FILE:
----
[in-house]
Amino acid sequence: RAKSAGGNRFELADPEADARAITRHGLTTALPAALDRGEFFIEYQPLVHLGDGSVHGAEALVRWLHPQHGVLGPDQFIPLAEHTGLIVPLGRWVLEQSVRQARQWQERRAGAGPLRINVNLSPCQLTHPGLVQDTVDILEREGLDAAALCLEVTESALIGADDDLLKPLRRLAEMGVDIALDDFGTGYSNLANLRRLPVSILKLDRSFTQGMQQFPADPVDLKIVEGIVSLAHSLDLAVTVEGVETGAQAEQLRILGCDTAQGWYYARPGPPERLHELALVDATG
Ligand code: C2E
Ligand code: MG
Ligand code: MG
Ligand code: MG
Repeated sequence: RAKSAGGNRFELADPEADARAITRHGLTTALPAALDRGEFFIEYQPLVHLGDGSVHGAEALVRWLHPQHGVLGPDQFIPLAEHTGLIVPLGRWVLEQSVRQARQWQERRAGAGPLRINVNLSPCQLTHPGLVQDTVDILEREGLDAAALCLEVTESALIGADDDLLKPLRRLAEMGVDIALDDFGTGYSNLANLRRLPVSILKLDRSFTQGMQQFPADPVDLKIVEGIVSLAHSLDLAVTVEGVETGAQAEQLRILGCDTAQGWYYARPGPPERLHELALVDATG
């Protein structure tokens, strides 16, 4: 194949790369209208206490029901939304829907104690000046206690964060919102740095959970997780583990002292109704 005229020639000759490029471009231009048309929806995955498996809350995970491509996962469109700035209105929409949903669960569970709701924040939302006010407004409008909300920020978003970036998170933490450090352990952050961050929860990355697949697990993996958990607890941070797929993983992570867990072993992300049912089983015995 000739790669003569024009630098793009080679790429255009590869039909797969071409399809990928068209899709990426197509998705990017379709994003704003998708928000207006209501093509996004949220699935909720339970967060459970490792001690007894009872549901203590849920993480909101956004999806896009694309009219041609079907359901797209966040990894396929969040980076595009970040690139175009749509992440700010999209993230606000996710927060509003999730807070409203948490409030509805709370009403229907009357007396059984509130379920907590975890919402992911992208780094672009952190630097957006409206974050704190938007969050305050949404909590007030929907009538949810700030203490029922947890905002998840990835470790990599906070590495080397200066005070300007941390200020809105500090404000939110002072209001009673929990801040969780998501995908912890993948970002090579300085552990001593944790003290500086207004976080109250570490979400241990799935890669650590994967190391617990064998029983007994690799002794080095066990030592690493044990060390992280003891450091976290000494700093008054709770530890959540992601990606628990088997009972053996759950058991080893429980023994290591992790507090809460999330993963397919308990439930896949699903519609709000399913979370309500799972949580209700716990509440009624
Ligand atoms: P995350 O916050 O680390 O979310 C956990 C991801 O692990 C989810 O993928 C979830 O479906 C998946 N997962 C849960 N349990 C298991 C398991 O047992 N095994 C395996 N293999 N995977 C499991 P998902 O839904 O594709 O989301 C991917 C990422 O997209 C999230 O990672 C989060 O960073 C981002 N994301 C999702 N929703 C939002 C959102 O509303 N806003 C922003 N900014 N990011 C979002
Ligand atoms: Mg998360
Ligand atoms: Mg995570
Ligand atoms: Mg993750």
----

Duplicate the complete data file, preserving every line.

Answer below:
[in-house]
Amino acid sequence: RAKSAGGNRFELADPEADARAITRHGLTTALPAALDRGEFFIEYQPLVHLGDGSVHGAEALVRWLHPQHGVLGPDQFIPLAEHTGLIVPLGRWVLEQSVRQARQWQERRAGAGPLRINVNLSPCQLTHPGLVQDTVDILEREGLDAAALCLEVTESALIGADDDLLKPLRRLAEMGVDIALDDFGTGYSNLANLRRLPVSILKLDRSFTQGMQQFPADPVDLKIVEGIVSLAHSLDLAVTVEGVETGAQAEQLRILGCDTAQGWYYARPGPPERLHELALVDATG
Ligand code: C2E
Ligand code: MG
Ligand code: MG
Ligand code: MG
Repeated sequence: RAKSAGGNRFELADPEADARAITRHGLTTALPAALDRGEFFIEYQPLVHLGDGSVHGAEALVRWLHPQHGVLGPDQFIPLAEHTGLIVPLGRWVLEQSVRQARQWQERRAGAGPLRINVNLSPCQLTHPGLVQDTVDILEREGLDAAALCLEVTESALIGADDDLLKPLRRLAEMGVDIALDDFGTGYSNLANLRRLPVSILKLDRSFTQGMQQFPADPVDLKIVEGIVSLAHSLDLAVTVEGVETGAQAEQLRILGCDTAQGWYYARPGPPERLHELALVDATG
């Protein structure tokens, strides 16, 4: 194949790369209208206490029901939304829907104690000046206690964060919102740095959970997780583990002292109704 005229020639000759490029471009231009048309929806995955498996809350995970491509996962469109700035209105929409949903669960569970709701924040939302006010407004409008909300920020978003970036998170933490450090352990952050961050929860990355697949697990993996958990607890941070797929993983992570867990072993992300049912089983015995 000739790669003569024009630098793009080679790429255009590869039909797969071409399809990928068209899709990426197509998705990017379709994003704003998708928000207006209501093509996004949220699935909720339970967060459970490792001690007894009872549901203590849920993480909101956004999806896009694309009219041609079907359901797209966040990894396929969040980076595009970040690139175009749509992440700010999209993230606000996710927060509003999730807070409203948490409030509805709370009403229907009357007396059984509130379920907590975890919402992911992208780094672009952190630097957006409206974050704190938007969050305050949404909590007030929907009538949810700030203490029922947890905002998840990835470790990599906070590495080397200066005070300007941390200020809105500090404000939110002072209001009673929990801040969780998501995908912890993948970002090579300085552990001593944790003290500086207004976080109250570490979400241990799935890669650590994967190391617990064998029983007994690799002794080095066990030592690493044990060390992280003891450091976290000494700093008054709770530890959540992601990606628990088997009972053996759950058991080893429980023994290591992790507090809460999330993963397919308990439930896949699903519609709000399913979370309500799972949580209700716990509440009624
Ligand atoms: P995350 O916050 O680390 O979310 C956990 C991801 O692990 C989810 O993928 C979830 O479906 C998946 N997962 C849960 N349990 C298991 C398991 O047992 N095994 C395996 N293999 N995977 C499991 P998902 O839904 O594709 O989301 C991917 C990422 O997209 C999230 O990672 C989060 O960073 C981002 N994301 C999702 N929703 C939002 C959102 O509303 N806003 C922003 N900014 N990011 C979002
Ligand atoms: Mg998360
Ligand atoms: Mg995570
Ligand atoms: Mg993750």